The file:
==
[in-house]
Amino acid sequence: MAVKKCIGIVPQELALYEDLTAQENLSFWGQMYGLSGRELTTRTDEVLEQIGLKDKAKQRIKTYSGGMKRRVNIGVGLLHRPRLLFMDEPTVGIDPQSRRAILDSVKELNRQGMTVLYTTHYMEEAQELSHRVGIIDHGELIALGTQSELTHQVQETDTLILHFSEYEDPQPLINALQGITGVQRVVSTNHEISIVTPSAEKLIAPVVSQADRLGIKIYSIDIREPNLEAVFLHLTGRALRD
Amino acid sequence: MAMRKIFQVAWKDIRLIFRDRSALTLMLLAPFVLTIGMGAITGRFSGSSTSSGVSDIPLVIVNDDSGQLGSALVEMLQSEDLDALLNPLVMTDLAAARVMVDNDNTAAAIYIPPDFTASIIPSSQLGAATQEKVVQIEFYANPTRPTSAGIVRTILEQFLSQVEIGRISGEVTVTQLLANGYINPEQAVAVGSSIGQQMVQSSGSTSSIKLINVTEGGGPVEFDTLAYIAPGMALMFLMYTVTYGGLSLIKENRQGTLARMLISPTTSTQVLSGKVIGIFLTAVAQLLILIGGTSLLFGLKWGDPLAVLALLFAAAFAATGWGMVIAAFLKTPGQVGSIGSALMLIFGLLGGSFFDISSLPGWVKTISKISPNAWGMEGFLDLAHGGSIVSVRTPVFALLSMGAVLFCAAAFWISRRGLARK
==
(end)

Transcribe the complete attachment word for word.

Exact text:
[in-house]
Amino acid sequence: MAVKKCIGIVPQELALYEDLTAQENLSFWGQMYGLSGRELTTRTDEVLEQIGLKDKAKQRIKTYSGGMKRRVNIGVGLLHRPRLLFMDEPTVGIDPQSRRAILDSVKELNRQGMTVLYTTHYMEEAQELSHRVGIIDHGELIALGTQSELTHQVQETDTLILHFSEYEDPQPLINALQGITGVQRVVSTNHEISIVTPSAEKLIAPVVSQADRLGIKIYSIDIREPNLEAVFLHLTGRALRD
Amino acid sequence: MAMRKIFQVAWKDIRLIFRDRSALTLMLLAPFVLTIGMGAITGRFSGSSTSSGVSDIPLVIVNDDSGQLGSALVEMLQSEDLDALLNPLVMTDLAAARVMVDNDNTAAAIYIPPDFTASIIPSSQLGAATQEKVVQIEFYANPTRPTSAGIVRTILEQFLSQVEIGRISGEVTVTQLLANGYINPEQAVAVGSSIGQQMVQSSGSTSSIKLINVTEGGGPVEFDTLAYIAPGMALMFLMYTVTYGGLSLIKENRQGTLARMLISPTTSTQVLSGKVIGIFLTAVAQLLILIGGTSLLFGLKWGDPLAVLALLFAAAFAATGWGMVIAAFLKTPGQVGSIGSALMLIFGLLGGSFFDISSLPGWVKTISKISPNAWGMEGFLDLAHGGSIVSVRTPVFALLSMGAVLFCAAAFWISRRGLARK